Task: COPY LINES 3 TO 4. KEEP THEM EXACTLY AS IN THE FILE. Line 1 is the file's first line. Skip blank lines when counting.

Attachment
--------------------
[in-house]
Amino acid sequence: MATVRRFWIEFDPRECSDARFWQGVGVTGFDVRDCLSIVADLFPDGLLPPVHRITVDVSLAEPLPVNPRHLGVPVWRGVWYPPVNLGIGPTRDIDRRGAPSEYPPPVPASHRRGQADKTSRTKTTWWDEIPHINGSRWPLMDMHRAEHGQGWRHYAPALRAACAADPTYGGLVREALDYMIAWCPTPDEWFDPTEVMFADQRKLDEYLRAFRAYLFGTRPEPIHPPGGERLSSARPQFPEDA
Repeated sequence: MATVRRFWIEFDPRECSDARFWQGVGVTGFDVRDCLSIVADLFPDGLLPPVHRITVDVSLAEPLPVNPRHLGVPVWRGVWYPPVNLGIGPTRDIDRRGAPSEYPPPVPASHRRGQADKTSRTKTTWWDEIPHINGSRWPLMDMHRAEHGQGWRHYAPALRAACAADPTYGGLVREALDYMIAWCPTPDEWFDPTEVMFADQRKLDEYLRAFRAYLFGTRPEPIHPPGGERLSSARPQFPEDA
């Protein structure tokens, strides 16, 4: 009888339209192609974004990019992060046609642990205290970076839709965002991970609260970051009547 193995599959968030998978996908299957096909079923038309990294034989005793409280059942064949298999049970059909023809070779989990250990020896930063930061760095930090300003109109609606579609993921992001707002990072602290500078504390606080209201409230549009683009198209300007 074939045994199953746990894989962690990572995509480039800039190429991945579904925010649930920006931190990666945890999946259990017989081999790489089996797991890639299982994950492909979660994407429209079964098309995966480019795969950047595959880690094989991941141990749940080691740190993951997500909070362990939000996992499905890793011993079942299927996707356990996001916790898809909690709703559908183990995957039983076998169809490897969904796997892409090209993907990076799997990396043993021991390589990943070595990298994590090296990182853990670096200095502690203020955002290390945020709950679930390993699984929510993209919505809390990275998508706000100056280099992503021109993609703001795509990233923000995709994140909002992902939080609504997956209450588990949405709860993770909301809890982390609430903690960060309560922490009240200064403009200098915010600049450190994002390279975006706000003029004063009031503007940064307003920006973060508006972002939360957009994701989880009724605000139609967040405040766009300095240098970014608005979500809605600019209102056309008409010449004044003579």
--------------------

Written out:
Repeated sequence: MATVRRFWIEFDPRECSDARFWQGVGVTGFDVRDCLSIVADLFPDGLLPPVHRITVDVSLAEPLPVNPRHLGVPVWRGVWYPPVNLGIGPTRDIDRRGAPSEYPPPVPASHRRGQADKTSRTKTTWWDEIPHINGSRWPLMDMHRAEHGQGWRHYAPALRAACAADPTYGGLVREALDYMIAWCPTPDEWFDPTEVMFADQRKLDEYLRAFRAYLFGTRPEPIHPPGGERLSSARPQFPEDA
């Protein structure tokens, strides 16, 4: 009888339209192609974004990019992060046609642990205290970076839709965002991970609260970051009547 193995599959968030998978996908299957096909079923038309990294034989005793409280059942064949298999049970059909023809070779989990250990020896930063930061760095930090300003109109609606579609993921992001707002990072602290500078504390606080209201409230549009683009198209300007 074939045994199953746990894989962690990572995509480039800039190429991945579904925010649930920006931190990666945890999946259990017989081999790489089996797991890639299982994950492909979660994407429209079964098309995966480019795969950047595959880690094989991941141990749940080691740190993951997500909070362990939000996992499905890793011993079942299927996707356990996001916790898809909690709703559908183990995957039983076998169809490897969904796997892409090209993907990076799997990396043993021991390589990943070595990298994590090296990182853990670096200095502690203020955002290390945020709950679930390993699984929510993209919505809390990275998508706000100056280099992503021109993609703001795509990233923000995709994140909002992902939080609504997956209450588990949405709860993770909301809890982390609430903690960060309560922490009240200064403009200098915010600049450190994002390279975006706000003029004063009031503007940064307003920006973060508006972002939360957009994701989880009724605000139609967040405040766009300095240098970014608005979500809605600019209102056309008409010449004044003579």